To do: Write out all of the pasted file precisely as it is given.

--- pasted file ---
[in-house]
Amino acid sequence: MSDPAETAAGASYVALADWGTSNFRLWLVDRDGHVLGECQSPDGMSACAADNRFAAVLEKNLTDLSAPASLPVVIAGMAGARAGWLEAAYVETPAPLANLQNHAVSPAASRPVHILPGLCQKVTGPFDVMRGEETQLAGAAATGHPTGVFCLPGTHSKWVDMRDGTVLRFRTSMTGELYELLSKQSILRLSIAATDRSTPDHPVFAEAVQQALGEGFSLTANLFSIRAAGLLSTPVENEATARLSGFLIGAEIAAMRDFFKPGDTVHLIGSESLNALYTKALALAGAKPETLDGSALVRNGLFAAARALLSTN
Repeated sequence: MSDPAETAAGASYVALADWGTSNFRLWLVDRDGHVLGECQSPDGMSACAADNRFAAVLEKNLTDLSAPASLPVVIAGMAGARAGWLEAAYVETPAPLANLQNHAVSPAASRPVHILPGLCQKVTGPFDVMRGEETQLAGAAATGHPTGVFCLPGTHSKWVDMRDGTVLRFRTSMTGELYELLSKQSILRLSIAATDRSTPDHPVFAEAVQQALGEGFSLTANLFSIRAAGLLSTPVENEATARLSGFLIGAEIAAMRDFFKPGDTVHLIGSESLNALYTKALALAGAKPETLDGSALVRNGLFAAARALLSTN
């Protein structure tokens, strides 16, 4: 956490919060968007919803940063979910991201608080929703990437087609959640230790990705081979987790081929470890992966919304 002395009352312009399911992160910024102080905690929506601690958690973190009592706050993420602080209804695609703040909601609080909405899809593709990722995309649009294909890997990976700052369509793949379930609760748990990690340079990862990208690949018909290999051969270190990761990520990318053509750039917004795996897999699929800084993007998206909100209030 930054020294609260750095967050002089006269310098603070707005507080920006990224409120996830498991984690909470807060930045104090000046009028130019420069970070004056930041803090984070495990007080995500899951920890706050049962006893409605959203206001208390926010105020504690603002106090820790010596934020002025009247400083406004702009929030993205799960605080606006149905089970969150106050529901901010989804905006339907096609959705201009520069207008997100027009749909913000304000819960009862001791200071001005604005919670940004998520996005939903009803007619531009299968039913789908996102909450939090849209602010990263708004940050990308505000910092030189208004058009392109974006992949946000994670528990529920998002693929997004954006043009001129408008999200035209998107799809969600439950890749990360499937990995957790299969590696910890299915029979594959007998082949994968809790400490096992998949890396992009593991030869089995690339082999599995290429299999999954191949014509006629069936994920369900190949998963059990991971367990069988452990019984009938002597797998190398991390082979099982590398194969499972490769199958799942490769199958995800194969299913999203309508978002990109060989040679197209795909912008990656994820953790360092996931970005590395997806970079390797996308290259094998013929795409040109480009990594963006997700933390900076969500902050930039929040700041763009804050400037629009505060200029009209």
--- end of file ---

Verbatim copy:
[in-house]
Amino acid sequence: MSDPAETAAGASYVALADWGTSNFRLWLVDRDGHVLGECQSPDGMSACAADNRFAAVLEKNLTDLSAPASLPVVIAGMAGARAGWLEAAYVETPAPLANLQNHAVSPAASRPVHILPGLCQKVTGPFDVMRGEETQLAGAAATGHPTGVFCLPGTHSKWVDMRDGTVLRFRTSMTGELYELLSKQSILRLSIAATDRSTPDHPVFAEAVQQALGEGFSLTANLFSIRAAGLLSTPVENEATARLSGFLIGAEIAAMRDFFKPGDTVHLIGSESLNALYTKALALAGAKPETLDGSALVRNGLFAAARALLSTN
Repeated sequence: MSDPAETAAGASYVALADWGTSNFRLWLVDRDGHVLGECQSPDGMSACAADNRFAAVLEKNLTDLSAPASLPVVIAGMAGARAGWLEAAYVETPAPLANLQNHAVSPAASRPVHILPGLCQKVTGPFDVMRGEETQLAGAAATGHPTGVFCLPGTHSKWVDMRDGTVLRFRTSMTGELYELLSKQSILRLSIAATDRSTPDHPVFAEAVQQALGEGFSLTANLFSIRAAGLLSTPVENEATARLSGFLIGAEIAAMRDFFKPGDTVHLIGSESLNALYTKALALAGAKPETLDGSALVRNGLFAAARALLSTN
């Protein structure tokens, strides 16, 4: 956490919060968007919803940063979910991201608080929703990437087609959640230790990705081979987790081929470890992966919304 002395009352312009399911992160910024102080905690929506601690958690973190009592706050993420602080209804695609703040909601609080909405899809593709990722995309649009294909890997990976700052369509793949379930609760748990990690340079990862990208690949018909290999051969270190990761990520990318053509750039917004795996897999699929800084993007998206909100209030 930054020294609260750095967050002089006269310098603070707005507080920006990224409120996830498991984690909470807060930045104090000046009028130019420069970070004056930041803090984070495990007080995500899951920890706050049962006893409605959203206001208390926010105020504690603002106090820790010596934020002025009247400083406004702009929030993205799960605080606006149905089970969150106050529901901010989804905006339907096609959705201009520069207008997100027009749909913000304000819960009862001791200071001005604005919670940004998520996005939903009803007619531009299968039913789908996102909450939090849209602010990263708004940050990308505000910092030189208004058009392109974006992949946000994670528990529920998002693929997004954006043009001129408008999200035209998107799809969600439950890749990360499937990995957790299969590696910890299915029979594959007998082949994968809790400490096992998949890396992009593991030869089995690339082999599995290429299999999954191949014509006629069936994920369900190949998963059990991971367990069988452990019984009938002597797998190398991390082979099982590398194969499972490769199958799942490769199958995800194969299913999203309508978002990109060989040679197209795909912008990656994820953790360092996931970005590395997806970079390797996308290259094998013929795409040109480009990594963006997700933390900076969500902050930039929040700041763009804050400037629009505060200029009209």